Just one of many whey protein isolate supplements, Syntrax nectar comes in a variety of flavors and mixes into water or fruit juice. The main idea behind protein isolate supplements is that they can help boost muscle mass, primarily in serious athletes. The supplements can also help you consume more protein, as well, but it's wise to get the nutritional rundown before adding Syntrax nectar to your diet. You should also speak with your doctor before adding the supplement to your healthy eating plan.
Syntrax Nectar Flavors, Fat and Carbs
Syntrax nectar is available in a variety of flavors such as pink grapefruit, fuzzy navel, roadside lemonade, strawberry kiwi, lemon tea, apple ecstasy and twisted cherry. Each of these flavors contains no fat and carbohydrates. This is an advantage over other protein drinks, which can be quite high in fat and carbohydrates.
A scoop of any of the Syntrax nectar flavors supplies 23 grams of protein. That translates to half of the 46 grams of protein women should have each day and 41 percent of the 56 grams men should have each day, according to the Centers for Disease Control and Prevention. The protein comes from a whey isolate protein called Promina, which the Syntrax website claims has a neutral taste, a pleasing texture and mixes well into fluids.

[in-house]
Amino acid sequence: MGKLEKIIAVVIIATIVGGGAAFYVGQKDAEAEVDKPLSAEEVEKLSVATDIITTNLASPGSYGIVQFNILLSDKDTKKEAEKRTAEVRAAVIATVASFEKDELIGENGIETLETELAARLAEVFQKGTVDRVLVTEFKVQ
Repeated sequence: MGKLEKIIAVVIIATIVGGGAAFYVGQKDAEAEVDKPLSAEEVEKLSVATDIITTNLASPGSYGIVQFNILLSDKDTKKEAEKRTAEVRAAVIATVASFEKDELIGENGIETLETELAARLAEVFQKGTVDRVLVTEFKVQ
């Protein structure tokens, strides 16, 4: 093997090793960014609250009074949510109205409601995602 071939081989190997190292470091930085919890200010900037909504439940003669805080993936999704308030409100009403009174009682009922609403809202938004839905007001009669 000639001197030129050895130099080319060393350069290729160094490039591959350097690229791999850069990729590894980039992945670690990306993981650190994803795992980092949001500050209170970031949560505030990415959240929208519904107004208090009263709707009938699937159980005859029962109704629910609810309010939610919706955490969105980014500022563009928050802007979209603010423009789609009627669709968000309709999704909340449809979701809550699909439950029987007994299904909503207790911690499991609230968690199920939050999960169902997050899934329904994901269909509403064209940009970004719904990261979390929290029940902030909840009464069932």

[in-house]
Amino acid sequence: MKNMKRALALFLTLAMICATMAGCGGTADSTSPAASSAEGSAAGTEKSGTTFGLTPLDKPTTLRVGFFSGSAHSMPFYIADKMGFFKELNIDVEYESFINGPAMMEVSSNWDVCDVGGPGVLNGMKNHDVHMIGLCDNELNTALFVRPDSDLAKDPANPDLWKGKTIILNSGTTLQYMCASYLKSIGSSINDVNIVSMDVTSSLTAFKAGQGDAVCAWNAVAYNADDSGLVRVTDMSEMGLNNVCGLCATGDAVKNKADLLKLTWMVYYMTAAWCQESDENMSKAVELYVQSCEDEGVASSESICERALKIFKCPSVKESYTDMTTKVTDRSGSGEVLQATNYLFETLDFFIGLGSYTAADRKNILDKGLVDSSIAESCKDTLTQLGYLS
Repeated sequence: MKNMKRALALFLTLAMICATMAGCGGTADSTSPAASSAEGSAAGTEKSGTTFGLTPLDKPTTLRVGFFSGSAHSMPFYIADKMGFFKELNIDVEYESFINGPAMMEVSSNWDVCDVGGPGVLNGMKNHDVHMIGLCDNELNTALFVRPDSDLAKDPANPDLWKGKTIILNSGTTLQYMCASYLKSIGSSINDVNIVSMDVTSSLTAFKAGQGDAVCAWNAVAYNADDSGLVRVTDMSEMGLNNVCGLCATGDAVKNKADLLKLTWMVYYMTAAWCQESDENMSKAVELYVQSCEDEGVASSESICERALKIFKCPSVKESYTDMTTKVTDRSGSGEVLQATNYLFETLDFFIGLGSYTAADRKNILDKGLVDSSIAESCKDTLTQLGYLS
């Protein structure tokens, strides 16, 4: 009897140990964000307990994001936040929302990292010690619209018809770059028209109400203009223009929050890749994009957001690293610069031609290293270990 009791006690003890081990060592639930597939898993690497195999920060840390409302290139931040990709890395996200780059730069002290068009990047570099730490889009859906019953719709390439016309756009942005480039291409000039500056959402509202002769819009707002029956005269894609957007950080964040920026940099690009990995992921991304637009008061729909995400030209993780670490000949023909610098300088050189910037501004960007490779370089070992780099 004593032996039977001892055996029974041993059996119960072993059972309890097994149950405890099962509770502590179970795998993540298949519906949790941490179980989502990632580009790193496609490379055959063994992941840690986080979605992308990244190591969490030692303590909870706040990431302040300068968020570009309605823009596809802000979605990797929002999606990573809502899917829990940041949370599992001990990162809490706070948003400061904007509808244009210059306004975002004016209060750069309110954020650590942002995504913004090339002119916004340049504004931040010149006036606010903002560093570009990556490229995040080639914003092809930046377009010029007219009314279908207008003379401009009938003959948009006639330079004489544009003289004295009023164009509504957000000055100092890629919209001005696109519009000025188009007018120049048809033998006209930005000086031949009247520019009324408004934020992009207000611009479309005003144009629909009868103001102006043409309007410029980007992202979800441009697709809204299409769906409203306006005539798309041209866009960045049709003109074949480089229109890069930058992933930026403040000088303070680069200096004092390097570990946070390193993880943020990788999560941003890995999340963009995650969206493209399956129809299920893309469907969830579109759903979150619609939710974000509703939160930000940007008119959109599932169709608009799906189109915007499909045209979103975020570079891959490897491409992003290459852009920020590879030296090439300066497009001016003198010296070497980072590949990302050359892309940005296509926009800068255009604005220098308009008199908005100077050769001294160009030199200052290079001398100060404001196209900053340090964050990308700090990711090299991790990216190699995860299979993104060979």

That Syntrax nectar doesn't contain any added sugar is a plus. Regularly eating too much added sugar can lead to weight gain. When you're too heavy, you're at a higher risk for a host of medical problems, including heart disease, according to the American Heart Association. Many whey protein supplement drinks contain a large amount of added sugar, making them an unhealthy way to boost your protein intake.
Before adding Syntrax nectar drinks to your diet, speak with your doctor about the risks and benefits based on your health history. The sweet flavor of the supplement comes from artificial sweeteners. Animal studies suggest that these artificial food additives can cause brain tumors, weight gain and bladder cancer, according to a 2011 article published in the "Journal of Pharmacology and Pharmacotherapeutics." Though the Food and Drug Administration considers the sweeteners safe, the long-term effects on humans remain largely unknown and unproven.